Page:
“Being able to confidently say ‘I’m a photographer’ isn’t an easy thing to do in Turkey. That’s why I don’t feel like I truly belong in my country.”

How has the pandemic affected youth culture in Turkey? Have you found it a struggle to stay creative and inspired?

Two years ago, just when I started to recognise my career growth, the pandemic hit. Around that time, ‘Blame the Youth’ was getting recognition not just from Turkey, but around the world. When we were quarantined at home, it was a real struggle to find motivation. I forced myself to be motivated for a couple of months, and I realised that the potential of ‘Blame the Youth’ extended beyond the streets, clubs, and parties. The people I photographed were still the same, and so they would continue to be a part of this culture regardless of time and place. During the lockdown, I began to photograph moments of distress that we all felt. Throughout this period, I tried some work, but despite how much I tried, I found that I was always better at capturing an instantaneous moment. Even though I was working on editorials, I was only fully satisfied with these instantaneous little moments I captured. The lockdown provided us with a break to be introspective I turned my camera away from the chaos around me, and focussed on fewer interactions, fewer people, but still the same audience.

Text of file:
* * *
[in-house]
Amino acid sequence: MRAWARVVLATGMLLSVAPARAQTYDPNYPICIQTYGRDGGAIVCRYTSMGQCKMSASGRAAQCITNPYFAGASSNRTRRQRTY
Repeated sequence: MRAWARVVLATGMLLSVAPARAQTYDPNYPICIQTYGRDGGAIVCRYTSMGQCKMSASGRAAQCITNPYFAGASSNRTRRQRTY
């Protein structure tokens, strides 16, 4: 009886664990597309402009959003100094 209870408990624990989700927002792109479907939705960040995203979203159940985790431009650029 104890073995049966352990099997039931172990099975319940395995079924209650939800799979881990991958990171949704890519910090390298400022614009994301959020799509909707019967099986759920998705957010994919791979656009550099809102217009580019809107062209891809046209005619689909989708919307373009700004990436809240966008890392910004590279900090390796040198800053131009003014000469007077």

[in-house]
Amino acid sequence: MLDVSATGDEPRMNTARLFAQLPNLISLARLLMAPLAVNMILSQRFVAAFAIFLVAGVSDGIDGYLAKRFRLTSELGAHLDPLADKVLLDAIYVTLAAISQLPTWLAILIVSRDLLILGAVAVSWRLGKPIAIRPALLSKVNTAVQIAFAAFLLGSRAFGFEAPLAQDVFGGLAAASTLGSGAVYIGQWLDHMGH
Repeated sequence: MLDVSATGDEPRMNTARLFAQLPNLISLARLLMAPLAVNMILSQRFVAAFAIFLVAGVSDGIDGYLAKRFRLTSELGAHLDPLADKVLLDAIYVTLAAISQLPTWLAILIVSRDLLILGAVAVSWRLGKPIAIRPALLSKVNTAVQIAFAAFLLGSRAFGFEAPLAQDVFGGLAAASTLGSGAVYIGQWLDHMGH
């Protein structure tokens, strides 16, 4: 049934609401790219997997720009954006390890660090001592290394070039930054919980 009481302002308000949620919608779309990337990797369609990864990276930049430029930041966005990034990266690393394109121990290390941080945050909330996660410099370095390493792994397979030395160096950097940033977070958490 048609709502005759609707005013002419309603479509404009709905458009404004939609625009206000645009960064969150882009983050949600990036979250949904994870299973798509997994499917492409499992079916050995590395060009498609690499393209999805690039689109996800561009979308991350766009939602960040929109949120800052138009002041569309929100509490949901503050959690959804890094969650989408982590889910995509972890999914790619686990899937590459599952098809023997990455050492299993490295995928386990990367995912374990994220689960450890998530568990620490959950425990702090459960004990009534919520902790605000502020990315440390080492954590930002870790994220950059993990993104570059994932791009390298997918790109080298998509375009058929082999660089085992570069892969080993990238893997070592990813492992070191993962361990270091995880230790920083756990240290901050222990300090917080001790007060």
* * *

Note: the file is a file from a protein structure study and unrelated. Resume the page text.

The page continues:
You’ve discussed capturing ‘magical moments’ – what do these moments look and feel like to you?